Some women view such cases as cautionary tales for how men may seek to quash women’s speech about the nature of intimate encounters that they believe is untrue and damaging. Women who spoke to CNN Business about sharing about bad dates online, whose last names are being withheld to protect the privacy of parties involved, recalled anonymous comments in response to their posts threatening legal action. There has also been at least one lawsuit, in the case of a journalist who started a now-infamous list of allegedly bad men in the media industry.
While Crystal hasn’t used her ex’s full name, legal experts say there could still be risks to this kind of posting, as underscored by the Depp-Heard defamation trial.
“Even when you speak literally true statements, the fact that a man can say, ‘People are going to draw inferences about this …,’ it’s incredibly chilling,” said Mary Anne Franks, a professor at the University of Miami’s School of Law.
The Depp-Heard verdict, Franks said, “really seems to be sending a message to women that they’re just not allowed to speak about abuse anywhere, in any form — whether they name them or don’t name them, whether they’re specific or not specific, it doesn’t matter.”
Crystal, however, told CNN Business that she doesn’t believe she has overstepped: “This is the beginning of the movement and I’m so happy I’m on the forefront.”
In search of a safe space for women online
For years, women have tried to find ways to create tech-enabled whisper networks that could serve to protect other women from bad experiences with men they’d encountered — with mixed success.
In the fall of 2017, with disgraced Hollywood mogul Harvey Weinstein in the spotlight, writer Moira Donegan started a Google spreadsheet devoted to doing just that among some men in media. It was called the “Shitty Media Men List,” and allowed women to anonymously post the names of men and their alleged negative experiences with them. It included misconduct allegations ranging from the more specific such as “rape accusations,” and “hitting women, secretively removing condom during sex” to more vague descriptors like “workplace harassment.”
While intended to stay under-the-radar, it quickly spiraled beyond its original purpose and Donegan took down the document after 12 hours. “In the beginning, I only wanted to create a place for women to share their stories of harassment and assault without being needlessly discredited or judged,” Donegan wrote in 2018. One of the men listed on the sheet, author Stephen Elliott, is suing Donegan — now a writer at The Guardian who covers gender and politics — for libel. In a July 1 court filing, the parties indicated their intent to settle; a hearing on the matter has been scheduled for this fall. Counsel for Elliott did not immediately return a request for comment.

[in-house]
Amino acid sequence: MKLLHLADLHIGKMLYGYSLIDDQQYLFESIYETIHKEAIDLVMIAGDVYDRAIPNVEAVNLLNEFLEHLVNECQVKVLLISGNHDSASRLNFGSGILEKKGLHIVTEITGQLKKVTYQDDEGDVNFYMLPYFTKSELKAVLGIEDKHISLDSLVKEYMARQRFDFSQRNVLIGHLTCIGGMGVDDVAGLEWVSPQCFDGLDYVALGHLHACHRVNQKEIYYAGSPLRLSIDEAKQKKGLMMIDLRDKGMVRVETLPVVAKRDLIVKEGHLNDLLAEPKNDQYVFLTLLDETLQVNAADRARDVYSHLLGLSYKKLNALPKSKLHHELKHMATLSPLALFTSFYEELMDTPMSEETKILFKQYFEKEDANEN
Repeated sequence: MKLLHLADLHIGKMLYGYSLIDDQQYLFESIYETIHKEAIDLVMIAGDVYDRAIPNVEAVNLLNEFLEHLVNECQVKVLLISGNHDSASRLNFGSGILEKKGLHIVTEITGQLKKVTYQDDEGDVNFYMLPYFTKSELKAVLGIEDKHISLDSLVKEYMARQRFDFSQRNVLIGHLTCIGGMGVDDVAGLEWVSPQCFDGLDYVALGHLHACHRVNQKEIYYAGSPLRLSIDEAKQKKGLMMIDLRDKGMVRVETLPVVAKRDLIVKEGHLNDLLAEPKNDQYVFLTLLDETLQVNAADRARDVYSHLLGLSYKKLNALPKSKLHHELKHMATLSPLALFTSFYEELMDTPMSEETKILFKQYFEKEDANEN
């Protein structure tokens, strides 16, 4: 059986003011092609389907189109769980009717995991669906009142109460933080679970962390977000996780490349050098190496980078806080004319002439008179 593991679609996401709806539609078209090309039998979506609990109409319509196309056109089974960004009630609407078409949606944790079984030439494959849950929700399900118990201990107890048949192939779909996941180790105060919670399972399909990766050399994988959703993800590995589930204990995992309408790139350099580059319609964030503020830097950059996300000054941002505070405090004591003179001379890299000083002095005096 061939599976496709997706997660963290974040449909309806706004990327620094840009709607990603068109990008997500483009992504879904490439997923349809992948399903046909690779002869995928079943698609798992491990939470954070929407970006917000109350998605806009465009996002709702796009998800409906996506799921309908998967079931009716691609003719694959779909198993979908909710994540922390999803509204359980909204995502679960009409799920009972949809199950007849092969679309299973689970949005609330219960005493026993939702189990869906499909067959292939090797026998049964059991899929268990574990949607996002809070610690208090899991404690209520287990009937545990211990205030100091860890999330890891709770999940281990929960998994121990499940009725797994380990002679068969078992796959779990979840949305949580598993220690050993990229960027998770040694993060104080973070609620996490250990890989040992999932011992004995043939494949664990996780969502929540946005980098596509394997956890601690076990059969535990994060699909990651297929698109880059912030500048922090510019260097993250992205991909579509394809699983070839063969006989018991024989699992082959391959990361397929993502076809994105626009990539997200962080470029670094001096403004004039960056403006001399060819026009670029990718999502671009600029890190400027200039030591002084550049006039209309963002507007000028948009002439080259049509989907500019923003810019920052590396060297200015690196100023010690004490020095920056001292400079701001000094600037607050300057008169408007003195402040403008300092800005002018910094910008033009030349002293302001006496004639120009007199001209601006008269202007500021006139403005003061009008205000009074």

Attorney Roberta Kaplan is representing Donegan in her case. Kaplan is the co-founder of Time’s Up, the organization which grew out of the “Me Too” movement , but resigned from the group in August 2021 over her ties to former New York Governor Andrew Cuomo.
Kaplan did not respond to a request for comment. According to court documents, Donegan sought protection under Section 230 of the Communications Decency Act (often referred to as a liability shield for tech platforms), claiming that she cannot be held liable for the allegedly defamatory content as she did not solicit allegedly false statements or create the content in question.
Years prior, Alexandra Chong started an app called Lulu, where women could anonymously rate and review men. It was, perhaps unsurprisingly, controversial; one article in New York Magazine’s The Cut from 2013 detailed outrage on Reddit over the app. Lulu was acquired in 2016 by Badoo (now part of Bumble) and essentially shut down. Chong did not respond to an interview request.
Now, this mission lives on through both public and private social media efforts. In these groups, women seek support after painful experiences, warn others of predatory behavior and ask for advice on everything from safe locations for a first date to dating app opening lines.
Such groups may have unintended consequences, such as other group members taking matters into their own hands to track down a person to send critical messages or men losing privacy when they are proactively posted about as women seek to ensure they will be safe should they go on a date with them. Still, some online safety experts say the groups can act as a stop-gap measure for when dating apps — which still struggle to address harassment and other problematic behavior, such as the creation of multiple profiles under different names — fail to keep women and other marginalized groups safe.